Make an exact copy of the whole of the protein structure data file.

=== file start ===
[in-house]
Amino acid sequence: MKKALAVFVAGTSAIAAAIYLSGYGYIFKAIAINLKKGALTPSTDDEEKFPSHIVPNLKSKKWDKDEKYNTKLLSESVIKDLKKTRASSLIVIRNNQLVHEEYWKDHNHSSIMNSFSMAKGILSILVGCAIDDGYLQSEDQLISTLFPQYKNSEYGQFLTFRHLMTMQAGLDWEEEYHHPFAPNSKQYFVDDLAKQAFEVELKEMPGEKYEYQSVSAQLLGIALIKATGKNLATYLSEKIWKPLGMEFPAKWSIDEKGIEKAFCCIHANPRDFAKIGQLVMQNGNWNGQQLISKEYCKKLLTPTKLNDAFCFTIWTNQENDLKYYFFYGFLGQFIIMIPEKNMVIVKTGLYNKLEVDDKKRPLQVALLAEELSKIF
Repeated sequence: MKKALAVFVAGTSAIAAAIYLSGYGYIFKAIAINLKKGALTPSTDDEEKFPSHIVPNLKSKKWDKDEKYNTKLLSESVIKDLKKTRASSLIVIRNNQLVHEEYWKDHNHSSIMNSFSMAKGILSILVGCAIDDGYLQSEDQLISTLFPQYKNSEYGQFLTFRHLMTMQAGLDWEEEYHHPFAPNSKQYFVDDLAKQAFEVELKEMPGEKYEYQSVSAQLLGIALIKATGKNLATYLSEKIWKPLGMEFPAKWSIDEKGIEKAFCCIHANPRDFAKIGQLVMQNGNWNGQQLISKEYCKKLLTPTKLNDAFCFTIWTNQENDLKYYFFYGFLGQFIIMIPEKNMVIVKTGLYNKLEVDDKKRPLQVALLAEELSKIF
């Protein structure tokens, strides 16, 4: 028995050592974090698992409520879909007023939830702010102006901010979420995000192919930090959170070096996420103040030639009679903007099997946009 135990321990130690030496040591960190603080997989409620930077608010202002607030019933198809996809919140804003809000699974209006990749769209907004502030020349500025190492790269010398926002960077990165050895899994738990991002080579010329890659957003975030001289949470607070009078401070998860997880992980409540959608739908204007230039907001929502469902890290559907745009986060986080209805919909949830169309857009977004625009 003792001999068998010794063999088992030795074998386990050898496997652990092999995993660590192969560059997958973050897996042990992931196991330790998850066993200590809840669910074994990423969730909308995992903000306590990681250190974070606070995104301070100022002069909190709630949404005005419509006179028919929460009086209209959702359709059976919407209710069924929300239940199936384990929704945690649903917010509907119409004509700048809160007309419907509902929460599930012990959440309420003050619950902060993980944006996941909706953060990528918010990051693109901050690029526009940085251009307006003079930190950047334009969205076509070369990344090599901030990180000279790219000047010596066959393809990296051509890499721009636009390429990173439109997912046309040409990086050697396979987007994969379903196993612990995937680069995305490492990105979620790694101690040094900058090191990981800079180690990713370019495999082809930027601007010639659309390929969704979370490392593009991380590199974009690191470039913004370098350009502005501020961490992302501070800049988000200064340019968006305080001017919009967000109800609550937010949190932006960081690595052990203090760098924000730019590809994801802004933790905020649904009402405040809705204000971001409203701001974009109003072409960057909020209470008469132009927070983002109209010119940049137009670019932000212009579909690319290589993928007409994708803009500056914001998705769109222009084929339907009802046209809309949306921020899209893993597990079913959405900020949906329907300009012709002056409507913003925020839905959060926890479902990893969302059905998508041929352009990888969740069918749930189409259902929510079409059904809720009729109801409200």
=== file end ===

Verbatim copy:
[in-house]
Amino acid sequence: MKKALAVFVAGTSAIAAAIYLSGYGYIFKAIAINLKKGALTPSTDDEEKFPSHIVPNLKSKKWDKDEKYNTKLLSESVIKDLKKTRASSLIVIRNNQLVHEEYWKDHNHSSIMNSFSMAKGILSILVGCAIDDGYLQSEDQLISTLFPQYKNSEYGQFLTFRHLMTMQAGLDWEEEYHHPFAPNSKQYFVDDLAKQAFEVELKEMPGEKYEYQSVSAQLLGIALIKATGKNLATYLSEKIWKPLGMEFPAKWSIDEKGIEKAFCCIHANPRDFAKIGQLVMQNGNWNGQQLISKEYCKKLLTPTKLNDAFCFTIWTNQENDLKYYFFYGFLGQFIIMIPEKNMVIVKTGLYNKLEVDDKKRPLQVALLAEELSKIF
Repeated sequence: MKKALAVFVAGTSAIAAAIYLSGYGYIFKAIAINLKKGALTPSTDDEEKFPSHIVPNLKSKKWDKDEKYNTKLLSESVIKDLKKTRASSLIVIRNNQLVHEEYWKDHNHSSIMNSFSMAKGILSILVGCAIDDGYLQSEDQLISTLFPQYKNSEYGQFLTFRHLMTMQAGLDWEEEYHHPFAPNSKQYFVDDLAKQAFEVELKEMPGEKYEYQSVSAQLLGIALIKATGKNLATYLSEKIWKPLGMEFPAKWSIDEKGIEKAFCCIHANPRDFAKIGQLVMQNGNWNGQQLISKEYCKKLLTPTKLNDAFCFTIWTNQENDLKYYFFYGFLGQFIIMIPEKNMVIVKTGLYNKLEVDDKKRPLQVALLAEELSKIF
């Protein structure tokens, strides 16, 4: 028995050592974090698992409520879909007023939830702010102006901010979420995000192919930090959170070096996420103040030639009679903007099997946009 135990321990130690030496040591960190603080997989409620930077608010202002607030019933198809996809919140804003809000699974209006990749769209907004502030020349500025190492790269010398926002960077990165050895899994738990991002080579010329890659957003975030001289949470607070009078401070998860997880992980409540959608739908204007230039907001929502469902890290559907745009986060986080209805919909949830169309857009977004625009 003792001999068998010794063999088992030795074998386990050898496997652990092999995993660590192969560059997958973050897996042990992931196991330790998850066993200590809840669910074994990423969730909308995992903000306590990681250190974070606070995104301070100022002069909190709630949404005005419509006179028919929460009086209209959702359709059976919407209710069924929300239940199936384990929704945690649903917010509907119409004509700048809160007309419907509902929460599930012990959440309420003050619950902060993980944006996941909706953060990528918010990051693109901050690029526009940085251009307006003079930190950047334009969205076509070369990344090599901030990180000279790219000047010596066959393809990296051509890499721009636009390429990173439109997912046309040409990086050697396979987007994969379903196993612990995937680069995305490492990105979620790694101690040094900058090191990981800079180690990713370019495999082809930027601007010639659309390929969704979370490392593009991380590199974009690191470039913004370098350009502005501020961490992302501070800049988000200064340019968006305080001017919009967000109800609550937010949190932006960081690595052990203090760098924000730019590809994801802004933790905020649904009402405040809705204000971001409203701001974009109003072409960057909020209470008469132009927070983002109209010119940049137009670019932000212009579909690319290589993928007409994708803009500056914001998705769109222009084929339907009802046209809309949306921020899209893993597990079913959405900020949906329907300009012709002056409507913003925020839905959060926890479902990893969302059905998508041929352009990888969740069918749930189409259902929510079409059904809720009729109801409200």